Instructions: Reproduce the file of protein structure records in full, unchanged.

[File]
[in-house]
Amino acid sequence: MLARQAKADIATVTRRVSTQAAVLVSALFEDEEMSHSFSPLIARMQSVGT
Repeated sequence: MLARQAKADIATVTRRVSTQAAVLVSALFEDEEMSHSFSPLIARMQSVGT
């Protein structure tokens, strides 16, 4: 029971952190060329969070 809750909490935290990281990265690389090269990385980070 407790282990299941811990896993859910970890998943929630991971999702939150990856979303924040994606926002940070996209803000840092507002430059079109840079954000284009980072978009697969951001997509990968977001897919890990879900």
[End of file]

[in-house]
Amino acid sequence: MLARQAKADIATVTRRVSTQAAVLVSALFEDEEMSHSFSPLIARMQSVGT
Repeated sequence: MLARQAKADIATVTRRVSTQAAVLVSALFEDEEMSHSFSPLIARMQSVGT
């Protein structure tokens, strides 16, 4: 029971952190060329969070 809750909490935290990281990265690389090269990385980070 407790282990299941811990896993859910970890998943929630991971999702939150990856979303924040994606926002940070996209803000840092507002430059079109840079954000284009980072978009697969951001997509990968977001897919890990879900």